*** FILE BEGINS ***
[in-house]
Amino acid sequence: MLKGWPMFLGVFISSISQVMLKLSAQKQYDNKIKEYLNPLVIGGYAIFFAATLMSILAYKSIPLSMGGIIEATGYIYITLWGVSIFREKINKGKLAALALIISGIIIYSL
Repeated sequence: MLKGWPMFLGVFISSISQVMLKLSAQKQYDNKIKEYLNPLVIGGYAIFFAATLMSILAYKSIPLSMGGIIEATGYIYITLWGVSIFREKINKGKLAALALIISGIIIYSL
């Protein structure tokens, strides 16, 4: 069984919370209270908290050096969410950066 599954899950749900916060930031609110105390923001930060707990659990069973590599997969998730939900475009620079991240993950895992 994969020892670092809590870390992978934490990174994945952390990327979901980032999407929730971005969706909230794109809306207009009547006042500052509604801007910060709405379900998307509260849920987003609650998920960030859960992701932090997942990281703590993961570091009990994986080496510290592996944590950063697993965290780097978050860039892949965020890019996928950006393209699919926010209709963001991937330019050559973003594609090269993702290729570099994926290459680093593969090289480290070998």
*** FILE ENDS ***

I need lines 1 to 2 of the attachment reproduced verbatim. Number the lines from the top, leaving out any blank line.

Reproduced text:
[in-house]
Amino acid sequence: MLKGWPMFLGVFISSISQVMLKLSAQKQYDNKIKEYLNPLVIGGYAIFFAATLMSILAYKSIPLSMGGIIEATGYIYITLWGVSIFREKINKGKLAALALIISGIIIYSL